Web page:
by Christine Kling
By the time we were preparing to leave New Zealand, we had been there for six months, and a storm had been brewing. I’m not talking about a weather system. I mean an emotional gale.
I’d worked most of that time as a waitress in the Quarterdeck Restaurant on the Russell waterfront, and Jim had found work doing repairs and boat sitting on a 52-foot sailboat. Life for us had settled into a peaceful routine. But that all changed with the arrival of Jim’s 14-year-old daughter.
We were anchored out in Matauwhi Bay when the ferry boat came alongside. The driver told us that a woman from California had called the authorities in New Zealand and told them to find our boat – it was an emergency. Jim got this pained look on his face and told me it had to be his ex-wife. He said she could find him anywhere.
It turned out that the girl’s mother had decided their daughter was becoming a handful, and it would be good for her to leave her home in urban Los Angeles, pull her out of the 8th grade and ship her down to go sailing with her father and his new 21-year-old girlfriend.
A couple of weeks later, we rented a car to drive down to Aukland to pick her up. I have such a clear memory of my first sight of this gorgeous curvaceous girl my same height (because she was wearing those 70′s platform shoes) who looked more like she was 24 than 14. She came strolling off the plane with a bag slung over her shoulder, and with a bored look around her she said, “Hi Dad.” She completely ignored me. That was my introduction to Kathi, the namesake of the boat I was sailing on.
For the next several months, Kathi and I had a time of it. I was barely 7 years older than her and I wasn’t anywhere near as sophisticated. I didn’t feel I could be her step-mother, nor was she about to let me be her friend. If I asked her to do anything around the boat from picking up her things to doing the dishes, it turned into a war of wills. Eventually, she made friends with some of the local Kiwi kids and started to be a happier kid, but then it was time for us to go. Kathi desperately wanted to get away from her dad and me. So, by the time we were ready to leave, she announced she was engaged to be married to this very sweet 19-year-old apprentice from Ashley’s Boatyard – Keith- and she was flashing the ring he had given her. She was a very street smart kid from LA, and I don’t think that poor country Kiwi kid knew what hit him.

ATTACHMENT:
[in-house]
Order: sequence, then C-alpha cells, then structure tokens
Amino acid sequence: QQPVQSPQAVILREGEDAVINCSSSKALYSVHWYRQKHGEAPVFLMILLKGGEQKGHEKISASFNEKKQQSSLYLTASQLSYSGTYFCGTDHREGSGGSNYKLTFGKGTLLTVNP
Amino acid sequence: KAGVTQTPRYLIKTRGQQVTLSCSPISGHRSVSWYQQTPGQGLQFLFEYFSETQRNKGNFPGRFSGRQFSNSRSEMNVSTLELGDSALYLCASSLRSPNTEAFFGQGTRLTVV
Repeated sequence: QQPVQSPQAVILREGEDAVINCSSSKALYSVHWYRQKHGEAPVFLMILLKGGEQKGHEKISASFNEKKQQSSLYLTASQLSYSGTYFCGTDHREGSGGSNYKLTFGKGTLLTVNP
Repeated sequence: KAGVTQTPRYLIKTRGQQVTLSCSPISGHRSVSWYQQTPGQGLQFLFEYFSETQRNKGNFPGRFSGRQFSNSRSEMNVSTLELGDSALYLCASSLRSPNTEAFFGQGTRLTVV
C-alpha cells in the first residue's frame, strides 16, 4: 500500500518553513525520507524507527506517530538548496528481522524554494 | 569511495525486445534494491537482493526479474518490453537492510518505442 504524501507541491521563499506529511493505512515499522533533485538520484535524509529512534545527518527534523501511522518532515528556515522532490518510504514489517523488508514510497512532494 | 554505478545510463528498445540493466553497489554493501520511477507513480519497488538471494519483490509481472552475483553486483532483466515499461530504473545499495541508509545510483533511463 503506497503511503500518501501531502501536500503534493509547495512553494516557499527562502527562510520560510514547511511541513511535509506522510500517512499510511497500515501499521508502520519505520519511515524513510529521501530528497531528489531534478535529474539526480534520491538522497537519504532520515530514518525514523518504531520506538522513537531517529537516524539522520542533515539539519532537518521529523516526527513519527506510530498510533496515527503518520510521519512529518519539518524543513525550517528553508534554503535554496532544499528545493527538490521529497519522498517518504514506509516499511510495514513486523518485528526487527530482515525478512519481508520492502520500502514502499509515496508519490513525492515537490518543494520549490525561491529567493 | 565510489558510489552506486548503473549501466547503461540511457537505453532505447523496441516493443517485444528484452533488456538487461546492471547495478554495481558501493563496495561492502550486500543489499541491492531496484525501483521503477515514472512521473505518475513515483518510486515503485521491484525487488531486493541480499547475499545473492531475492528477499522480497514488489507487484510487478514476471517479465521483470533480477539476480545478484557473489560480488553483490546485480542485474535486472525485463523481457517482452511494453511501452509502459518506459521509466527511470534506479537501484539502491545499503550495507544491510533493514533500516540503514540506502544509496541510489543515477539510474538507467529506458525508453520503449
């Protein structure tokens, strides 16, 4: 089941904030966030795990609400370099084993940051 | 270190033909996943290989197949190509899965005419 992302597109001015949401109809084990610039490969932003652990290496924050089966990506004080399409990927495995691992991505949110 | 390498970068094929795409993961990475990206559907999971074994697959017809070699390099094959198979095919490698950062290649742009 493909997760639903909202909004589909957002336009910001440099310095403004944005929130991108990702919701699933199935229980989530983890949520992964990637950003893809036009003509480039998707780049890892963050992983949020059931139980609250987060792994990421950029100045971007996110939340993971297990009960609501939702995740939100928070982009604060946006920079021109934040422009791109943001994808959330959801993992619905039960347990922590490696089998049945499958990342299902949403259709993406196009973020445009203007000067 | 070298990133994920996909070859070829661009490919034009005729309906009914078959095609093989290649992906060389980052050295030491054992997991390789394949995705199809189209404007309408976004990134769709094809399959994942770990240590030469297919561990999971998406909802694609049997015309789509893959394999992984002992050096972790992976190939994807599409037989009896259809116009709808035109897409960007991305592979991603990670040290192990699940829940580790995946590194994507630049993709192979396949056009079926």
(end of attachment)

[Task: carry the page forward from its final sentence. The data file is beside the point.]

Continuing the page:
The day we left we pulled our boat into the fuel dock. Kathi disappeared into town, and her father went after her. He came back hauling this kicking, screaming, crying kid while being trailed by this other lovesick boy making moony faces at her and professing eternal love. Kathi was spewing curses as any good Valley Girl can do and behaving like a double for Linda Blair in The Exorcist. Jim hollered at me to throw off the lines. With his wailing daughter tucked under his arm, he stood at the tiller and put the engine in gear. I jumped aboard and thought, “Right, a ten-day passage to Fiji. This is going to be fun.”
Fun is not quite the right word for what that passage was. Jim insisted that Kathi had to stand watches like the rest of us. We had installed an Aries wind vane in New Zealand so we now had reliable self-steering, but the person on watch had to check the set of the sails and look out for ships and squalls. So, she got a flashlight. When Kathi was on night watch every 30 seconds the light would click on and shine onto the bulkhead brass clock. Then she would tap her foot. Then she’d start humming a tune. Then the light would click on again. My watch always followed hers and eventually, I’d just get up and send her off to bed because I couldn’t stand it anymore. Of course that pleased her no end. She’d won.
Ten days later when we pulled in and anchored off the Suva Yacht Club, the ring was gone and Kathi headed straight for the bar where the typical collection of shaggy-haired, bronzed singlehanders sat elbow to elbow with the gin-sipping British ex-pats. All the fellows clamored to buy Kathi a Shirley Temple. When her father asked her what about Keith, she smiled and said, “Keith who?”
It was in Suva that we celebrated the Bicentennial of the USA on the Fourth of July by setting off fireworks and shooting old flares. At the party at the yacht club, we met a couple on another boat, and together they and Jim hatched a plan to sail around the northern coast of Viti Levu through what is called Bligh Water (due to it being where the mutiny took place). It would be a 300-mile long trip through uncharted reefs, and we would really be getting off the beaten path. There were no roads, no services of any kind, and there were only a few villages where no cruising boat had been in years. The charts we had of the area were based on a survey from the 1800′s.
I looked at Kathi then I looked at Jim. “You sure this is a good idea?” I asked.
“Sure,” Jim said. “It’ll be fun. A real trip to remember.”
And so it turned out to be.
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